H.J.Res.105 - Textile and Apparel Recognition Act 107th Congress (2001-2002)
|Sponsor:||Rep. Coble, Howard [R-NC-6] (Introduced 07/11/2002)|
|Committees:||House - Ways and Means|
|Latest Action:||House - 07/11/2002 Referred to the House Committee on Ways and Means. (All Actions)|
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Text: H.J.Res.105 — 107th Congress (2001-2002)All Information (Except Text)
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Introduced in House (07/11/2002)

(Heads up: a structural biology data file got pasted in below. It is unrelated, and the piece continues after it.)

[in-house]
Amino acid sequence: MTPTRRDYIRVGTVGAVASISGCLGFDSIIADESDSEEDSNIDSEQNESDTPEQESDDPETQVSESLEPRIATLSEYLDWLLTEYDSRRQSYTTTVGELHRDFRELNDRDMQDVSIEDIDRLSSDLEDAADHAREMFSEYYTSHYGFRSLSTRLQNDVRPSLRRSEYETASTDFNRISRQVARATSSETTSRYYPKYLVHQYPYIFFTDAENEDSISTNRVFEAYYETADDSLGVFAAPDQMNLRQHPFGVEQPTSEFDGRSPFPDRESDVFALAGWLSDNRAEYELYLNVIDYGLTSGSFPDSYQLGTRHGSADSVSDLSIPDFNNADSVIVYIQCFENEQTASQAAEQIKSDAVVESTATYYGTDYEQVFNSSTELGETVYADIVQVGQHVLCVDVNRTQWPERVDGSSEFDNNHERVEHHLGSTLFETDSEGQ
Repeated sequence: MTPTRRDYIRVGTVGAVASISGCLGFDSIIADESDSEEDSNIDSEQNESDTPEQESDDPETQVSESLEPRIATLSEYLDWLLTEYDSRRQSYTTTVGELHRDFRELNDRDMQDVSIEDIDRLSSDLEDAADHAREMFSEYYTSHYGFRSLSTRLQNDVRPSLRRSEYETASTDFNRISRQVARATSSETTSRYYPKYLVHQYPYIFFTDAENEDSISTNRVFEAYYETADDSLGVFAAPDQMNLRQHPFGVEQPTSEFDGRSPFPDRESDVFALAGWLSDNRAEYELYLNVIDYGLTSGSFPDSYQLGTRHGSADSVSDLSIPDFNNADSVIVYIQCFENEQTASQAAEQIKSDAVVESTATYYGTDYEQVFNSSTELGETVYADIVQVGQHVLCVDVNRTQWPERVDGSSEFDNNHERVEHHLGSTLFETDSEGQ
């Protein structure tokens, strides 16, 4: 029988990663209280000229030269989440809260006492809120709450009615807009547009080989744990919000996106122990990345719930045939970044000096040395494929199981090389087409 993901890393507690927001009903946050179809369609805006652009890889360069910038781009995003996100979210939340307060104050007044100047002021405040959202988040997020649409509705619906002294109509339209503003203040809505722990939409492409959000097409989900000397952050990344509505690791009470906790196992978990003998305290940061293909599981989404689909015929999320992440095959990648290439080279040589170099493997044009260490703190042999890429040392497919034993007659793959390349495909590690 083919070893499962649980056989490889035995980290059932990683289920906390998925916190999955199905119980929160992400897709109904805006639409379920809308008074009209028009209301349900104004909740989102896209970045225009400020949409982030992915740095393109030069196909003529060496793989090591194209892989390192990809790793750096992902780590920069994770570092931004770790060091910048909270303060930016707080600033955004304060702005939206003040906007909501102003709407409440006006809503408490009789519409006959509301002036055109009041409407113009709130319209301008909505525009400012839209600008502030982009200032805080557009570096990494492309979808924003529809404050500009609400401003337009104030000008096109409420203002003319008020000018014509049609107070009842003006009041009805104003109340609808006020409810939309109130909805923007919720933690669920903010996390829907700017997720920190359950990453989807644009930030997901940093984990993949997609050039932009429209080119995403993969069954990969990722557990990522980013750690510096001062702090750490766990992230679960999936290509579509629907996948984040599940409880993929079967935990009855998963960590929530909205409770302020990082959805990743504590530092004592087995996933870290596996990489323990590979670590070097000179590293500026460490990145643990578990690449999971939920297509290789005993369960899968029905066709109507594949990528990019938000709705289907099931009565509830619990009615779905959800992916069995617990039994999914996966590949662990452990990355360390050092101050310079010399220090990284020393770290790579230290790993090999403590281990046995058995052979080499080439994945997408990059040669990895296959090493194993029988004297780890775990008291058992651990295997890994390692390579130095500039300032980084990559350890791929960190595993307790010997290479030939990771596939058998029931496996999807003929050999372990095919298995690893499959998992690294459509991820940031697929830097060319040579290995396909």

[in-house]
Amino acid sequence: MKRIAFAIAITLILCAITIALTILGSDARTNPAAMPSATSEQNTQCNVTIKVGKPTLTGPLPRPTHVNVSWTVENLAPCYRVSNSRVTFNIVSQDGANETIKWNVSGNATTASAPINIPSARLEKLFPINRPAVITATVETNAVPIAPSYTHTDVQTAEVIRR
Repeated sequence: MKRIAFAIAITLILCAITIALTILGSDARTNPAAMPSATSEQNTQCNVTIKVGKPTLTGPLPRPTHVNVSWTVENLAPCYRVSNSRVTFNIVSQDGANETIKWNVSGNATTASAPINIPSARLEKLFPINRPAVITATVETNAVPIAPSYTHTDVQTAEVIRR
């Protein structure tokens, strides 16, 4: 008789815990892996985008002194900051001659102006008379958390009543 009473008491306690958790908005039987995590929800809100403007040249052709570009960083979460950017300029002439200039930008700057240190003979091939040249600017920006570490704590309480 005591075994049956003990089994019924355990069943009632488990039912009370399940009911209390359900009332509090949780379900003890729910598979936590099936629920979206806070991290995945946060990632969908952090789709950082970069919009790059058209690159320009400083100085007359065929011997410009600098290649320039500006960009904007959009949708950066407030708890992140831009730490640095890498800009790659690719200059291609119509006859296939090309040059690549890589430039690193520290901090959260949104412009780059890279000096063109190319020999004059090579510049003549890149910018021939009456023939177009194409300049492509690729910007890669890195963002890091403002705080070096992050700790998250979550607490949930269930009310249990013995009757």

[Congressional Bills 107th Congress] [From the U.S. Government Printing Office] [H.J. Res. 105 Introduced in House (IH)] 107th CONGRESS 2d Session H. J. RES. 105 Calling on the President to take all necessary steps under existing law and international trade agreements to respond to the serious injury currently being experienced by the United States textile and apparel industry, and for other purposes. _______________________________________________________________________ IN THE HOUSE OF REPRESENTATIVES July 11, 2002 Mr. Coble (for himself, Mr. Spratt, Mr. Norwood, Mr. Graham, Mr. Taylor of North Carolina, Mr. Taylor of Mississippi, Mrs. Clayton, Mr. Everett, Mr. Wilson of South Carolina, Mr. Hunter, Mr. Frost, Mr. Price of North Carolina, Mr. Boucher, Mr. Kennedy of Rhode Island, Mr. Jones of North Carolina, Mr. McIntyre, Mr. Hayes, Mr. Thompson of Mississippi, Mr. Pallone, Mr. Goode, Mr. Shows, Mr. Cramer, Mr. Collins, Mr. Watt of North Carolina, Mr. Deal of Georgia, Mr. McHugh, Mr. Clyburn, Mr. Pascrell, Mr. Duncan, Mr. Clement, Ms. Kaptur, Mr. Hilliard, Mr. Etheridge, Ms. McKinney, Mr. Evans, Mr. Lewis of Georgia, Mr. Hilleary, Mr. Langevin, Mr. Riley, Mr. Chambliss, Mr. Pickering, and Mr. McGovern) introduced the following joint resolution; which was referred to the Committee on Ways and Means _______________________________________________________________________ JOINT RESOLUTION Calling on the President to take all necessary steps under existing law and international trade agreements to respond to the serious injury currently being experienced by the United States textile and apparel industry, and for other purposes. Whereas 964,000 Americans continue to be directly employed by the United States textile and apparel industry, resulting in nearly $36,000,000,000 in annual compensation to workers in this sector; Whereas the United States textile and apparel sector accounted for $48,300,000,000 of the nation's gross domestic product (GDP) in calendar year 2001; Whereas according to the Bureau of Labor Statistics, the textile and apparel industry was one of the most productive in the United States during the decade of the 1990s, experiencing significant productivity growth in practically all major product sectors; Whereas the United States textile and apparel industry is a major employer in many depressed rural areas, as well as a key provider of jobs in a number of major inner-city locations, such as New York City, Los Angeles, Chicago, and Dallas; Whereas the United States textile and apparel industry is a critical supplier to the United States Armed Forces, providing a stable domestic supply of vital items such as uniforms, parachutes, chemical and biological protective gear, and sophisticated carbon fibers necessary for missile and satellite guidance systems; Whereas surging imports from low-wage foreign suppliers, along with massive currency devaluations by numerous major exporting countries, have combined to overwhelm trade controls established pursuant to international agreements, resulting in the most severe and prolonged economic crisis the United States textile and apparel industry has ever faced; Whereas imports of textile and apparel products into the United States have increased by 107 percent since 1993 and totaled 32,800,000,000 square meter equivalents in calendar year 2001; Whereas the value of imports of textile and apparel products into the United States during the 7-calendar year period ending in 2001 surged by 71 percent, and during that same period the United States accumulated a $340,000,000,000 trade deficit in the textile and apparel sector alone, despite the fact that prices of imported garments have actually been falling; Whereas exports of textile and apparel products from the United States are often stymied by prohibitive tariff and nontariff barriers of many countries, such as the People's Republic of China, India, and Brazil, which represent enormous untapped markets for United States textile and apparel manufacturers; Whereas many major textile and apparel exporting countries, through illegal second-country transshipment, falsification of import documents, and mislabeling of garments, have benefited from increased shipments to the United States, valued at billions of dollars, above limits agreed upon under bilaterally negotiated international agreements; Whereas the United States textile and apparel workforce has experienced an unprecedented level of job displacement affecting hard-working, reasonably paid textile and apparel workers in the United States, with 146,000 jobs lost in 2001 alone and 675,000 jobs lost during the 7- calendar year period ending in 2001; Whereas 488,000 of the textile and apparel jobs lost over that 7-year period were held by women; Whereas the substantial contraction in this industry has undermined an essential source of jobs, as well as critical health insurance benefits for women and minorities, including immigrants; Whereas dozens of United States textile and apparel companies have been forced into bankruptcy or liquidation, and more than 200 plants in the United States in this sector have permanently closed since 1997; Whereas although overall consumer prices in the United States rose 33 percent during the 1990's, apparel prices actually fell during that period, so that the United States textile and apparel sector experienced the first decade of deflation since the 1930s; and Whereas many Americans recognize the need to improve the enforcement of United States trade laws and international agreements to provide an effective response to the injury that the textile and apparel industry has sustained: Now, therefore, be it Resolved by the Senate and House of Representatives of the United States of America in Congress assembled, SECTION 1. SHORT TITLE. This joint resolution may be referred to as the ``Textile and Apparel Recognition Act''. SEC. 2. ACTION BY THE PRESIDENT. The Congress calls upon the President-- (1) to ensure vigorous enforcement of United States trade laws with respect to trade practices resulting in harm to the United States textile and apparel industry, using all remedies available under those laws; (2) to ensure vigorous enforcement of current international trade agreements with respect to the United States textile and apparel industry, including all existing safeguard remedies available to the United States textile and apparel industry under the World Trade Organization and the North American Free Trade Agreement; (3) to ensure vigorous enforcement of existing quota and tariff regulations to prevent further illegal circumvention of the United States textile import restraint program; (4) to deny requests from trading partners of the United States for unilateral liberalization by the United States of its textile and apparel market other than that provided for under existing international trade agreements; and (5) to implement strategies to open foreign markets so as to provide equitable access for goods exported by the United States textile and apparel industry. SEC. 3. REPORTS TO CONGRESS. The President shall-- (1) not later than 90 days after the date of enactment of this joint resolution, and (2) not later than 1 year after such date of enactment, report to the Congress on actions taken to carry out paragraphs (1) through (5) of section 2, and on the results of those actions. SEC. 4. CURRENCY DEVALUATIONS. (a) Report to Congress.--Not later than 1 year after the date of enactment of this joint resolution, and not later than the end of each 1-year period thereafter, the President shall report to the Congress on the ability of the United States textile manufacturing sector to compete with the textile industry in other countries when foreign currencies are devalued. (b) Future Negotiations.--The President, in conducting negotiations to enter into trade agreements with other countries, shall take into account potential foreign currency devaluations so that such countries do not receive the benefit of reduced tariffs while at the same time making their exports more cost-competitive on the international market through such currency devaluations. <all>